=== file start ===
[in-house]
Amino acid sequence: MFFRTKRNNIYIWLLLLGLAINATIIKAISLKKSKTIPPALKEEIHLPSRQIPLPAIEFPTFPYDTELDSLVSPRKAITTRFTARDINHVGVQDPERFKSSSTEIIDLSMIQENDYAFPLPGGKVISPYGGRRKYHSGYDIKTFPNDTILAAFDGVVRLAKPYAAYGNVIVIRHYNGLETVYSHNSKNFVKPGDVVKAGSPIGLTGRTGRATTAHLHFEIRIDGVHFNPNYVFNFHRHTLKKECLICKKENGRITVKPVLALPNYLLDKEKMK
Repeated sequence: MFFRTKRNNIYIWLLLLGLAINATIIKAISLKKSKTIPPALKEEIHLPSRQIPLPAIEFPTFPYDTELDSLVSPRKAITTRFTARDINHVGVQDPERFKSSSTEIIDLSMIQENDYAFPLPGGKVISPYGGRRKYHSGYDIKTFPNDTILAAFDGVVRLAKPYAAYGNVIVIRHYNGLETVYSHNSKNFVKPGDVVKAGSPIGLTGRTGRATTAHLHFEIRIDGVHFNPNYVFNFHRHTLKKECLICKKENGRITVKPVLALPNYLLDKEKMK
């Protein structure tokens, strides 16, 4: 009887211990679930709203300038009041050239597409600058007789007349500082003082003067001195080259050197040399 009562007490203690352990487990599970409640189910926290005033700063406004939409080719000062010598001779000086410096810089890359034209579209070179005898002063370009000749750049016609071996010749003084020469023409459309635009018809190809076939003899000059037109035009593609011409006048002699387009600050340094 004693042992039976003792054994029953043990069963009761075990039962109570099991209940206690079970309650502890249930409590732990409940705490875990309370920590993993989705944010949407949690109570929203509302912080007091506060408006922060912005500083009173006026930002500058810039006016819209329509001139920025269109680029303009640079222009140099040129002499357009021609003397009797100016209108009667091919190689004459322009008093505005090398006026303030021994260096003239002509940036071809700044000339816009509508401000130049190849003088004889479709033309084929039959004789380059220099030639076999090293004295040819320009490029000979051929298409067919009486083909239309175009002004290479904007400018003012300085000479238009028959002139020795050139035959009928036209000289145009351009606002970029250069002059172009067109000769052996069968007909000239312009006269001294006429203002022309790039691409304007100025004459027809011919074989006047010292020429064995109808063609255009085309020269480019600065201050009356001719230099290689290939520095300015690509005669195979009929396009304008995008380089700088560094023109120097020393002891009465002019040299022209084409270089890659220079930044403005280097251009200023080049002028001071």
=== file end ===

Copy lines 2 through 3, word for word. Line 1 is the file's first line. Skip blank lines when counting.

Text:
Amino acid sequence: MFFRTKRNNIYIWLLLLGLAINATIIKAISLKKSKTIPPALKEEIHLPSRQIPLPAIEFPTFPYDTELDSLVSPRKAITTRFTARDINHVGVQDPERFKSSSTEIIDLSMIQENDYAFPLPGGKVISPYGGRRKYHSGYDIKTFPNDTILAAFDGVVRLAKPYAAYGNVIVIRHYNGLETVYSHNSKNFVKPGDVVKAGSPIGLTGRTGRATTAHLHFEIRIDGVHFNPNYVFNFHRHTLKKECLICKKENGRITVKPVLALPNYLLDKEKMK
Repeated sequence: MFFRTKRNNIYIWLLLLGLAINATIIKAISLKKSKTIPPALKEEIHLPSRQIPLPAIEFPTFPYDTELDSLVSPRKAITTRFTARDINHVGVQDPERFKSSSTEIIDLSMIQENDYAFPLPGGKVISPYGGRRKYHSGYDIKTFPNDTILAAFDGVVRLAKPYAAYGNVIVIRHYNGLETVYSHNSKNFVKPGDVVKAGSPIGLTGRTGRATTAHLHFEIRIDGVHFNPNYVFNFHRHTLKKECLICKKENGRITVKPVLALPNYLLDKEKMK